WORDS BY MIKE ARZT| JANUARY 6, 2021
Long-time CMH guest Mike Arzt wrote this beautiful reflection of 2020. It explores his longing to return to CMH Bobbie Burns, and how his connection to the mountains helped him overcome his lowest personal moment of the year.
Mike is Co-Owner of The Public Works, a multimedia marketing firm in Denver, Colorado. He and his team produced the short film ‘At Home & Homesick for CMH Bobbie Burns’ early on in the 2020 pandemic. Read on for the emotional inside story of what prompted this beautiful homage to CMH daily life, and re-watch the film, below.
As 2020 winds down, I’m taking some time to reflect on the highs and lows from this year.
While the world was shutting down last spring, I read the Rahm Emanuel quote that states, “You never let a serious crisis go to waste.” Easier said than done.
I’d like to share this particular part of my journey, and also document it for myself. I believe we must learn from the past to do better in the future.
For close to two years, we have been working on a project with CMH to dig deep into the emotional connection of the mountains, exploring not only how this connection gets passed from generation to generation, but also the motivation and spirit-of-life that these adventures fuel.
The date April 14, 2020 has been burned into my memory forever. On this date, we were supposed to go to CMH Bobbie Burns to document the biggest part of this story. It was going to be the day I surprised my 12-year-old son Ben with his first Canadian snowboarding experience. It was to be his first time in a helicopter. His first time going to CMH. His first time meeting the crew of Bobbie Burns, who have been like family to me.
A fellow guest, accomplished surgeon, and generational heli-skier Stephanie Miller was going to be with us. We had already filmed her family and others at CMH Gothics over New Years. Her story and deep connection with the mountains were resonating in my head leading up to this time. Years ago, her dad took her to CMH when he hit one million vertical feet of skiing. She now has well over three million. Skiing helps to create balance in her life while working as a surgeon.
I was heading into this April trip with 996,000 vertical feet. I knew that on our first day on mountain, I would be sharing this same experience with Ben. I would reach one million vertical feet while skiing with my son on his very first CMH trip.
Then, April 14 hit; the day of our now-cancelled trip. And it hit hard. Nothing but quarantine. I was on non-stop calls with our employees, clients, vendors and everyone else I could brainstorm our way through this crisis with. There were few calls that were positive. I hit a low point in my spirit that was new to me. I felt guilty about missing a heli-ski trip. I kept telling myself there were so many people in much worse predicaments and that I had no right to be in such a negative funk. We had talked about filming a spoof piece on this day about not being at CMH but I just could not bring myself to do it. I barely got myself out of bed that day.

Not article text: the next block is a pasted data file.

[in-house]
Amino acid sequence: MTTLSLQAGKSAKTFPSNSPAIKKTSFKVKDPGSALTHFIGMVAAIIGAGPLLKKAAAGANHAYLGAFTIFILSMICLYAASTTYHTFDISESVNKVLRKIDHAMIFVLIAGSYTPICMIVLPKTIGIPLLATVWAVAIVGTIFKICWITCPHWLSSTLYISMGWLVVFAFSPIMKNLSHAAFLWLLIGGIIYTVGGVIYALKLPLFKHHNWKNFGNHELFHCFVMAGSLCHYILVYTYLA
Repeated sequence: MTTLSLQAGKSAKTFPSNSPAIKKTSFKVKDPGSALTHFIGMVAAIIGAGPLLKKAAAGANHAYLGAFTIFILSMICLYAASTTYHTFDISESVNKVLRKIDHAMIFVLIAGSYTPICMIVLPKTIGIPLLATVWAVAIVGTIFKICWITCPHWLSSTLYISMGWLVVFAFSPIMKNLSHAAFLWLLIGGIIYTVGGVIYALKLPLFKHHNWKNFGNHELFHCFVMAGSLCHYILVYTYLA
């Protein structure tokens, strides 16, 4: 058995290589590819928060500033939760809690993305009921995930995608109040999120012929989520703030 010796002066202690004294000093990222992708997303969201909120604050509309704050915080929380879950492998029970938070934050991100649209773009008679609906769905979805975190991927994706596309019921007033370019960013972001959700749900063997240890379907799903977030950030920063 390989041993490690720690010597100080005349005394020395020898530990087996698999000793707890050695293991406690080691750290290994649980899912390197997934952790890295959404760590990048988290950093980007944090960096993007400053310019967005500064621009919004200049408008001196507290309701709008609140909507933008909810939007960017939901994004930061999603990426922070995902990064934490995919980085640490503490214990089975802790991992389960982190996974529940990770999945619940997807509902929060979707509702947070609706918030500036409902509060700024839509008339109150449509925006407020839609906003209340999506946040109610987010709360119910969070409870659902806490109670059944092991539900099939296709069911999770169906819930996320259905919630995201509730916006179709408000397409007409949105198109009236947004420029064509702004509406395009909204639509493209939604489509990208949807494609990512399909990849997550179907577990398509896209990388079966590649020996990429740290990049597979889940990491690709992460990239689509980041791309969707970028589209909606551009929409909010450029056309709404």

Two days later, it was dumping here in Colorado, and the snow and the mountains did for me what they do so well for all of us: they motivated me. A few members of our team rallied up to my house and we decided to knock this piece out. I filmed all the indoor footage to keep everyone else safe. With a tear in my eye and warmth in my heart, we tried to emulate a day at CMH at a time when we could not be at CMH. I even happened to have an old flight suit and as usual, my wife was down to play along with my silly ideas.
We don’t know when we will be back to CMH, but we know it’s ‘when’ not ‘if.’ Heli-accessed backcountry riding has not only been a privilege in my life, it has been a major motivation in my life. For over 20 years I’ve busted my hump to make these trips possible. I will share that with my son. It might not be exactly the same for him, but my job as a parent is to create as many experiences for my kids as I can.
So, while April 14 was one of the lowest points for me in this COVID journey, April 16, the day we filmed ‘At Home and Homesick for CMH Bobbie Burns,’ will always be one of the high points. It was another day spent playing in the snow that helped to turn lemons into lemonade. I hope that sharing this creates a little bit of light for everyone.
We will see you soon! More than anything, I know I will be returning with an even more profound appreciation of the mountains and the relationships they bring together and strengthen.
~ Mike Arzt (a soon-to-be million-footer!)